The fourth ingredient is wheat flour. Again, wheat is an allergen for some dogs. But if it doesn’t bother your dog, that’s okay. This is basically just flour – which means that it’s a filler in dog food. Kibble needs some starch to help it make a batter/dough to get through the extruding machines. However, this is wet food. It doesn’t usually need flour. Most canned foods rely on some gum or a different kind of starch to hold their shape and go into a can. Wheat flour adds a little protein (about 11 percent) and filler/starch to the food.
The fifth ingredient is modified food starch. This is an ingredient made from starch that has been chemically altered by enzymes. It could come from one of several original starch foods such as corn, potatoes, wheat, rice, or tapioca, for example. If you are concerned about glutens, chances are that a modified food starch has come from an ingredient that contains gluten. A modified food starch can be used as a thickener or to make things easier to dissolve or for other manufacturing reasons. It doesn’t particularly add any nutrients to the food.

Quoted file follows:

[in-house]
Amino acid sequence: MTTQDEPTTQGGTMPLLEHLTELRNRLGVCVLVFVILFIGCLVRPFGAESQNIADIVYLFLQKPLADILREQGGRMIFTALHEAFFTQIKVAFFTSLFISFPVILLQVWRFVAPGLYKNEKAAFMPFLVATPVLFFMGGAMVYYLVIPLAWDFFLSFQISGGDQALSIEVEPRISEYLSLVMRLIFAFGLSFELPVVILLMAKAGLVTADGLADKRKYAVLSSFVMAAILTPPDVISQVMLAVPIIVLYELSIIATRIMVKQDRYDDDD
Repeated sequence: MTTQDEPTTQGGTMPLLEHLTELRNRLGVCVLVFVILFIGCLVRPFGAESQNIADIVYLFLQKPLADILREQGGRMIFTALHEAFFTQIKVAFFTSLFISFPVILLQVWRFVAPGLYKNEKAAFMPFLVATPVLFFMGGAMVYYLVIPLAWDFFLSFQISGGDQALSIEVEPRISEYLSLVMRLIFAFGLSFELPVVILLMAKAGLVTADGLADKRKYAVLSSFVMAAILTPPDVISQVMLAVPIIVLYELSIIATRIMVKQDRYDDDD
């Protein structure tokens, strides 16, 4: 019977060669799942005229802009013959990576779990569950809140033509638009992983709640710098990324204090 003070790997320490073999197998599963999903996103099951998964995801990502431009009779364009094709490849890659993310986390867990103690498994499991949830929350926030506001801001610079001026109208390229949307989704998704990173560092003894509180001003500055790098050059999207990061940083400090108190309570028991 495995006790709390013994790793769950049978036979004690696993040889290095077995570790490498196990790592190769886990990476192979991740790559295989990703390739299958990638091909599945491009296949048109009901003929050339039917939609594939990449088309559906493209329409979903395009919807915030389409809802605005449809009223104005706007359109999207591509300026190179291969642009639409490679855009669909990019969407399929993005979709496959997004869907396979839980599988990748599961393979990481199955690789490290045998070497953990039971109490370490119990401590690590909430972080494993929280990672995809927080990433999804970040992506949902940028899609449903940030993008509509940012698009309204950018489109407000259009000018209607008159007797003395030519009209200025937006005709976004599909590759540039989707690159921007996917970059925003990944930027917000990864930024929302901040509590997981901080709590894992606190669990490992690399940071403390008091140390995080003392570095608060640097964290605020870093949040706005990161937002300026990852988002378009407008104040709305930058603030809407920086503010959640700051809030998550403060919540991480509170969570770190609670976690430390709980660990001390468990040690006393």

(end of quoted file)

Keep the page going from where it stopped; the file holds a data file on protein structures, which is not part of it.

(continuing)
Other ingredients in the food include animal fat (preserved with BHA). This is a vague fat – could come from any animal – preserved with an artificial preservative. Not something most people want their dog to eat. The food also has modified corn starch which is a modified starch from corn. Again, if you are concerned about gluten, there are all kinds of reasons to avoid this food for your dog. We also note beef, which is a good ingredient but it’s so far down the list that it is probably only present for taste. The food also has meat by-products. By-products (especially the unnamed “meat” by-products) can be a questionable ingredient but, again, this ingredient is so far down the list that it is probably only for taste. The food has caramel coloring – an artificial coloring which dogs don’t need.